AUSTRALIA-INDIA WATER RELATIONSHIP

  • Recently, the Ministry of Jal Shakti has launched the first edition of the India Young Water Professional Programme.
  • Its launch marks a significant milestone in Australia-India Water relationship. This Programme looks to prepare future water leaders.

Important points:

This program has been taken up under the National Hydrology Project. It will be implemented by Australia India Water Centre (a consortium of Australian and Indian universities).

It is focused on Engaged Training and Learning Model. The Program will aim to achieve its objectives through the 70-20-10 framework, which states that three types of experience are required to learn:

  1. Experience 70% (learn and develop on the job)
  2. Exposure 20% (learn and develop through others)
  3. Education 10% (learn and develop through formal training)
  • It also focuses on gender equality and diversity, because sustainable water management can only benefit from the views and skills of all members of society.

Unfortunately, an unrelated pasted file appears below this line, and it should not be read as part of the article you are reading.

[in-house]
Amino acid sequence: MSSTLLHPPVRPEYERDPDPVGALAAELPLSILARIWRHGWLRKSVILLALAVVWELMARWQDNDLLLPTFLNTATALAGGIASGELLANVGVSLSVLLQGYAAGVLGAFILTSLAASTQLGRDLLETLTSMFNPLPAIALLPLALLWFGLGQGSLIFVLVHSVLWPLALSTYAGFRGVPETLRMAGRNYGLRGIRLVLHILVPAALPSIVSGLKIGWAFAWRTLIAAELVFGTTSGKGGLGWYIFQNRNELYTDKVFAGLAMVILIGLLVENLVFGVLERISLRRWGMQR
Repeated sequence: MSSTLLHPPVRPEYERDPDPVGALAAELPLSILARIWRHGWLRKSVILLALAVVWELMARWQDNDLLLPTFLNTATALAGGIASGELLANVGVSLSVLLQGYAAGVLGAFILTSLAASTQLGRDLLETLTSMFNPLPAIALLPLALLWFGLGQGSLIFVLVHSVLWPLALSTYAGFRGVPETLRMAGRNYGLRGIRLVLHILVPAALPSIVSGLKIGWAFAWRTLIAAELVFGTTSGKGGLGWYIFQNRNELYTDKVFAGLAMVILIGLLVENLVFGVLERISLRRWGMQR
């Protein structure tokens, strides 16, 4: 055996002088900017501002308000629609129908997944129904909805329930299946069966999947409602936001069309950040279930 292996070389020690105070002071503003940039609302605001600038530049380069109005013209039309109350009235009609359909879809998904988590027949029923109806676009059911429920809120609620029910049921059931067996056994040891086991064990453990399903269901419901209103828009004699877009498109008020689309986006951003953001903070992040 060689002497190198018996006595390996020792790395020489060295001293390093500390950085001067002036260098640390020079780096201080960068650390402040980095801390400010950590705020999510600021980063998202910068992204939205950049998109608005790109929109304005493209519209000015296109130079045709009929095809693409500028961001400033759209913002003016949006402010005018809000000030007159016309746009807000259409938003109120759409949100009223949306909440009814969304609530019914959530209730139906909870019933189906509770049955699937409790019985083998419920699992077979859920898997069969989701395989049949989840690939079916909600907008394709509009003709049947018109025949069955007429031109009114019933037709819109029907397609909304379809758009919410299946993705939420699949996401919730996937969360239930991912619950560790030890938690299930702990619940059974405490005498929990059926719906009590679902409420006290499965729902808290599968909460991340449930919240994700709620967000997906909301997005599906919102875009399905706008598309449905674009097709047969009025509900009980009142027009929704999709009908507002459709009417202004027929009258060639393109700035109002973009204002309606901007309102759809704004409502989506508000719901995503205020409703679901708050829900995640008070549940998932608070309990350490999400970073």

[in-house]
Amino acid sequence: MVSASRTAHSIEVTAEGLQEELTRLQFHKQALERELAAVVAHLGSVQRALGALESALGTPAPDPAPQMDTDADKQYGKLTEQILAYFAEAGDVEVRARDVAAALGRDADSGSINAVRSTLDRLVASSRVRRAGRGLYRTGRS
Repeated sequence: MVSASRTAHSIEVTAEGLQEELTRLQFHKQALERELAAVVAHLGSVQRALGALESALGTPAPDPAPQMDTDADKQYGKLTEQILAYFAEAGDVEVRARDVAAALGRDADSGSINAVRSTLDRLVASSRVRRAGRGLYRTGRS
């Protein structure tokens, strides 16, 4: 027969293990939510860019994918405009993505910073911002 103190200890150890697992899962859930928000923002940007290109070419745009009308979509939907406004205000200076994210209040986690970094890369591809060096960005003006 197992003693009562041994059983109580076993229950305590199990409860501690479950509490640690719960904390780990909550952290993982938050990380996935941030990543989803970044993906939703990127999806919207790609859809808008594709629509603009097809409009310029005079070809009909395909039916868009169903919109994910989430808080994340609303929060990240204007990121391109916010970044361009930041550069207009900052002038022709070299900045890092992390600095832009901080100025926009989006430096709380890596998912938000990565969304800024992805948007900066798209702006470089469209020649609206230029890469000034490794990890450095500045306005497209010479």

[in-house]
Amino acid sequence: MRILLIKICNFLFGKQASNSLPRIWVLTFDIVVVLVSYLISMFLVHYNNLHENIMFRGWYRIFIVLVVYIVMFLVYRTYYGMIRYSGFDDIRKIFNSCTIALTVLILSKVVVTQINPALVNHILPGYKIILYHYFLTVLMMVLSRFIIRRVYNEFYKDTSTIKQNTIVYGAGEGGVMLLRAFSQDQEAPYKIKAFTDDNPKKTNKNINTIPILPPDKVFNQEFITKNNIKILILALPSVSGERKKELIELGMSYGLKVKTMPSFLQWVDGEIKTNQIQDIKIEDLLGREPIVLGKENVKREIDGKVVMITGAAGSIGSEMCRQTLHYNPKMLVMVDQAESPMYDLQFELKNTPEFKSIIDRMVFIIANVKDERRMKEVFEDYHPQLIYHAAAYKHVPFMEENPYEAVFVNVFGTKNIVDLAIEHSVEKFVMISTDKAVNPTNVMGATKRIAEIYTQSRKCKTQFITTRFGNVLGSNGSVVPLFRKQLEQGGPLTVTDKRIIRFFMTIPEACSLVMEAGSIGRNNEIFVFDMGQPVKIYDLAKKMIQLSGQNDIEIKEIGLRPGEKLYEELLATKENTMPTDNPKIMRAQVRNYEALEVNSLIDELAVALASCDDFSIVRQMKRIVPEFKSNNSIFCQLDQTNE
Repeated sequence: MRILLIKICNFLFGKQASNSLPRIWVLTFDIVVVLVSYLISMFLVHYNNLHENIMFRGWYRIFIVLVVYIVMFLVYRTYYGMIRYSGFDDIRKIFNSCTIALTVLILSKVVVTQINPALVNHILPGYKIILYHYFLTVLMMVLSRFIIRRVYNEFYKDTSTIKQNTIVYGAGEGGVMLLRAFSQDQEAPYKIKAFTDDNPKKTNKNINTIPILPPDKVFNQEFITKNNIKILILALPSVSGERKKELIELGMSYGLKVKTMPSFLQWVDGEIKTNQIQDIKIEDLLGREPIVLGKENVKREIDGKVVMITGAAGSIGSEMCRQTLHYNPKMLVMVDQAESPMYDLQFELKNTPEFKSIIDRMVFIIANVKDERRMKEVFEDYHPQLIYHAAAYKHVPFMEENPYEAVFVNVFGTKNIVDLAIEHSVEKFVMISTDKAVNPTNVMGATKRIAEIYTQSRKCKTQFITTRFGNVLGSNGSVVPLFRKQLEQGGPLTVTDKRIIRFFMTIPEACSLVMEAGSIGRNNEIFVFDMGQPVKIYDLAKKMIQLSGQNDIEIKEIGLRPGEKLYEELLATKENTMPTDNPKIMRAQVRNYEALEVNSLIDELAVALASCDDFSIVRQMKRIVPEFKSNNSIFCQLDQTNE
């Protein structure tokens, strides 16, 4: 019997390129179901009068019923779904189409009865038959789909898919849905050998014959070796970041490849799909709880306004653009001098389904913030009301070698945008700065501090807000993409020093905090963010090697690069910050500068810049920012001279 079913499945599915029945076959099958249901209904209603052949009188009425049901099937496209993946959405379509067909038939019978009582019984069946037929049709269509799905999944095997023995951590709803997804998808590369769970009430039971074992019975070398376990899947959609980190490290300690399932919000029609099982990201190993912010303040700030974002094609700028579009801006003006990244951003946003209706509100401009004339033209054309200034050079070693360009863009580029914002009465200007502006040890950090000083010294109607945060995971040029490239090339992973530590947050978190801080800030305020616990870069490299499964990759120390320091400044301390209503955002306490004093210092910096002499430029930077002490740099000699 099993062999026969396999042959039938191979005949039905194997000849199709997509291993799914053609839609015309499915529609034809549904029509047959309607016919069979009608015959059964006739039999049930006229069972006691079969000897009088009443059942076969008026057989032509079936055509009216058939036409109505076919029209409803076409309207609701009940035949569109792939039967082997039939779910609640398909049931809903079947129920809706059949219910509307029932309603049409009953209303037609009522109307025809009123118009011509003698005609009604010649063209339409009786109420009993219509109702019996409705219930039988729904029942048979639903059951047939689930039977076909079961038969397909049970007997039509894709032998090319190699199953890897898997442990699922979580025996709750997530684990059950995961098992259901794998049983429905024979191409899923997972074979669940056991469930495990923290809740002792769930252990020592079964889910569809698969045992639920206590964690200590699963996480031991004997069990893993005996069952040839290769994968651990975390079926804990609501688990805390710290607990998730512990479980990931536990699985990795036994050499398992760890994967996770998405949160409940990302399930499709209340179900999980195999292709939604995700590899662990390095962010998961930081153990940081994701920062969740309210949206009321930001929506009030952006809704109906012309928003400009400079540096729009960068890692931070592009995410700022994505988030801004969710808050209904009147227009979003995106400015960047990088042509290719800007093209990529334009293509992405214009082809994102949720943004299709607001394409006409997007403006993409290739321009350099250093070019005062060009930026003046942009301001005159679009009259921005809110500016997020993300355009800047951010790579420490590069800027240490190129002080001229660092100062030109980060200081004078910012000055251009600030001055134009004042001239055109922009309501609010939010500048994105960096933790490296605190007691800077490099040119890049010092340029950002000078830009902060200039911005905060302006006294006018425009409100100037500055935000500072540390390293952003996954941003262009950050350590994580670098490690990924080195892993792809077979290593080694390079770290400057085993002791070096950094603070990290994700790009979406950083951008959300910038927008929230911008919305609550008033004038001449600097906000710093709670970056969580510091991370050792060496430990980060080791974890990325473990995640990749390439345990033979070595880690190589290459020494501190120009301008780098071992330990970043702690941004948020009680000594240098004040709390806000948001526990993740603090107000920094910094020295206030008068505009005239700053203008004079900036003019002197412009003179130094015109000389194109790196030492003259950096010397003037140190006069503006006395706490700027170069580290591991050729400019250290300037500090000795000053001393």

• It is outcome-driven and the participants will be having certain tools and techniques by the time they are finished with the Programme.
  • Based on the success of this edition, a second phase of YWP will be planned in the later half of the year 2022.

Significance:

It will help in breaking the silos of surface water vs groundwater and participants will learn to take a comprehensive view of water resources management.

National Hydrology Project

  • It was started in 2016 as a Central Sector Scheme by the Ministry of Jal Shakti and is supported by the World Bank.
  • To improve the extent, reliability and accessibility of water resources information.
  • To strengthen the capacity of targeted water resource management institutions in India.
  • To facilitate acquisition of reliable information efficiently which would pave the way for an effective water resource development and management.
  • Central and state implementing agencies responsible for surface and/or groundwater planning and management, including river basin organizations.
  • Users of the Water Resources Information System (WRIS) across various sectors and around the World.
  • WRIS focuses on ensuring increase in public and stakeholders awareness about the present status of water resources and the need for its effective management by attracting their interest in leading towards the holistic goal of water security.

SOURCE: THE HINDU,THE ECONOMIC TIMES,MINT

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